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by the way my fellow economists have tended to concentrate on health care costs as though they were the only contributor to inflation.

Senator NELSON. Are you saying you would expand the intervention, so to speak?

Dr. GALBRAITH. I certainly would. Two things which have deeply aroused my colleagues in the Council of Economic Advisors in the last year, if one may be guided by the newspaper reports, is the high cost of preventive action against brown lung, and the allegedly inflationary cost of a comprehensive health insurance bill.

This suggests that the inflation problem is unduly associated with health costs. There is much less concern about steel prices, automobile prices, or the higher awards in union contracts. The reason is, of course, that it is a lot easier to speak of hospital costs and politically a lot safer than it is to come to grips with GM or the Teamsters.

I would be much more persuaded as to the importance of the problem of health costs in the discussion today if it had not followed by about a week the suppression of Mr. Bosworth over his concern about costs in other areas.

Third, I should like on one matter to agree with my colleagues and friends in this hearing. Indeed, if I have been critical of them, I know they would be the first who would want me to speak the truth. I would agree with them as I would with you, Mr. Chairman, that a cost-containment effort such as that now pending in Congress is extremely important and should be enacted.

There can be no question that we have a market in the health care industry which even the most orthodox of my neo-classical friends will not defend with their usual religious fervor. It is a market in which the seller not only sets his own price, in a very substantial measure, but where he can also decide what it is that he should sell. Given that kind of market a persistent inflation in prices is not at all . surprising

I am uneasy, however, as to whether the cost-containment program now before the Congress, in conjunction with the announcement of the last few days about the modification and postponement of the commitment to pational health insurance, reflects sufficient action.

I do not believe, Mr. Chairman, that national health insurance, either in the logic of the situation, or by the evidence of other countries, contributes uniquely to inflation.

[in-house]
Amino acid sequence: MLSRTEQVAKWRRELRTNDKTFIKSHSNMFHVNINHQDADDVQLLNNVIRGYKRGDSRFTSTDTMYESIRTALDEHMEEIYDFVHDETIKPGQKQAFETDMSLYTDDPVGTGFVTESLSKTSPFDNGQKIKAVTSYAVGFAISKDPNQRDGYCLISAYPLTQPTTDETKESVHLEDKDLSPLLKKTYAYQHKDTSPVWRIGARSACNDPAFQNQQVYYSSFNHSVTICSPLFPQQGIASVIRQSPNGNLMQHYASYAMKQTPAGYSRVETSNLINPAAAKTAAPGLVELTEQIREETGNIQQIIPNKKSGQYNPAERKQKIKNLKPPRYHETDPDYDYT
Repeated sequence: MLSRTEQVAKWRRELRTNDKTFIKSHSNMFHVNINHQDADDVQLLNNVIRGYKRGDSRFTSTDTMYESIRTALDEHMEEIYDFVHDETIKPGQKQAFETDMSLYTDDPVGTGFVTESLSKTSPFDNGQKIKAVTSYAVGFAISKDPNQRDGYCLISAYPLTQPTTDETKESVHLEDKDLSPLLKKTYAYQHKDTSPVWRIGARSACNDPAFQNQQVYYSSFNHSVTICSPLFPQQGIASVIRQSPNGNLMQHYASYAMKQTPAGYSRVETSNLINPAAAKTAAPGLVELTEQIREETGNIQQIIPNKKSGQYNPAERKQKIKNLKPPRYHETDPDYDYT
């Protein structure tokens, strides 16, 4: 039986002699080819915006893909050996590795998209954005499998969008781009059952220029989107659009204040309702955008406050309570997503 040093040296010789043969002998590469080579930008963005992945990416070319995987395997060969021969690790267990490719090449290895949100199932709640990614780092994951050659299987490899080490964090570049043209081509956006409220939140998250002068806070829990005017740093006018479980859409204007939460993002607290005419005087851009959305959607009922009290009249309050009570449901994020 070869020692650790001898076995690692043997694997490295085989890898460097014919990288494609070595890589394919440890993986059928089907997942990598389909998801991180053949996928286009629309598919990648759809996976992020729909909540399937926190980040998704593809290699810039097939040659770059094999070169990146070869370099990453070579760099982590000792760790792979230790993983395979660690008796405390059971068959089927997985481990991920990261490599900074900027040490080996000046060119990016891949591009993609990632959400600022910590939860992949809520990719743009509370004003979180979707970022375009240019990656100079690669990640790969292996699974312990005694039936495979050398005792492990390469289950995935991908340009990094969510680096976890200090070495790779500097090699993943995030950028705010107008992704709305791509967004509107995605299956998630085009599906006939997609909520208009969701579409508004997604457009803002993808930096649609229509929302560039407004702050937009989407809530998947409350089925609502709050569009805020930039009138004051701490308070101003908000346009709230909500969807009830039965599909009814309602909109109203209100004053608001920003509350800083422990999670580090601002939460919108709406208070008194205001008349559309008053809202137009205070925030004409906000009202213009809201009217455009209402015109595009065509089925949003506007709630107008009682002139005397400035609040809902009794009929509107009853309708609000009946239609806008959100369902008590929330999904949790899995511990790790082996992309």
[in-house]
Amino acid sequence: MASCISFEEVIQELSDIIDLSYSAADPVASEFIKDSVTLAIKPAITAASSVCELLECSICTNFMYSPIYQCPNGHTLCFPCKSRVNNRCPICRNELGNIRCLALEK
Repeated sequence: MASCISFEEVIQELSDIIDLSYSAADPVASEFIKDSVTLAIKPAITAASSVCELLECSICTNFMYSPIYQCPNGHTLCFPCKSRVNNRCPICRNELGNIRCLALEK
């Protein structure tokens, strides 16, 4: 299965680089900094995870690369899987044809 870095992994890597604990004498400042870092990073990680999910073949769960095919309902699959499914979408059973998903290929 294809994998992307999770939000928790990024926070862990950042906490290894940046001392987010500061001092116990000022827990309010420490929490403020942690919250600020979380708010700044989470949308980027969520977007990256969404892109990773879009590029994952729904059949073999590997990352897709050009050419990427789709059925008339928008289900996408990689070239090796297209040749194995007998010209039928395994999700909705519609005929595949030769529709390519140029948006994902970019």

I would be very sorry if legislation, along the lines of Kennedy Harmon, were postponed for that reason. I would again refer to one of the studies which have become available and which advert to the various possibilities for cost control in this field.

This is a study in the volume which I earlier mentioned and which was prepared for the summit conference on inflation. It is a special study by Theodore Harmon, Donald Wittman, and Thomas Heagy and I read from the summary:

"To summarize, the greater the likely effectiveness of an antiinflation policy, the less likely its enactment.

"The market improvement strategy has some promise of effectiveness.

"Public regulation at the State level (if I may interpolate again, this is the regulation to which Dr. Schultze adverted] has political appeal, but much lower probability of effectiveness * * * and the greatest chance of controlling relative medical inflation would appear to be through the back door of a national health insurance plan that

is not necessarily passed for the purpose of controlling medical inflation, and does not have a strong inflationary control mechanism built into it, but which increases the effective pressures for controlling medical inflation in the future by increasing the portion of medical expenditures that flows through the Federal budget.”

The case they go on to make, which I believe to be a persuasive one, is that national medical health insurance, by creating a powerful buyer of medical and hospital services, is the opposite of the very influential sellers of those services that we now have and it represents the best chance for bargaining on hospital prices, bargaining on doctors' fees, establishing a mechanism to conduct their bargaining, and making medical costs subject therefore to the kind of two-sided bargaining which is singularly now so lacking.

To return now to an earlier point, I was very sorry to see the Administration postpone the enactment of plans for a national comprehensive health insurance program.

I do not feel at all happy about the fact, as often has been said, that the United States and South Africa are the only two countries that have not come to that particular civilizing instrument. But I was especially sorry to see that this was done on the grounds that it would be inflationary, that the postponement of action for another year or 2 would be necessary because of the need to avoid any exacerbation of the present inflation.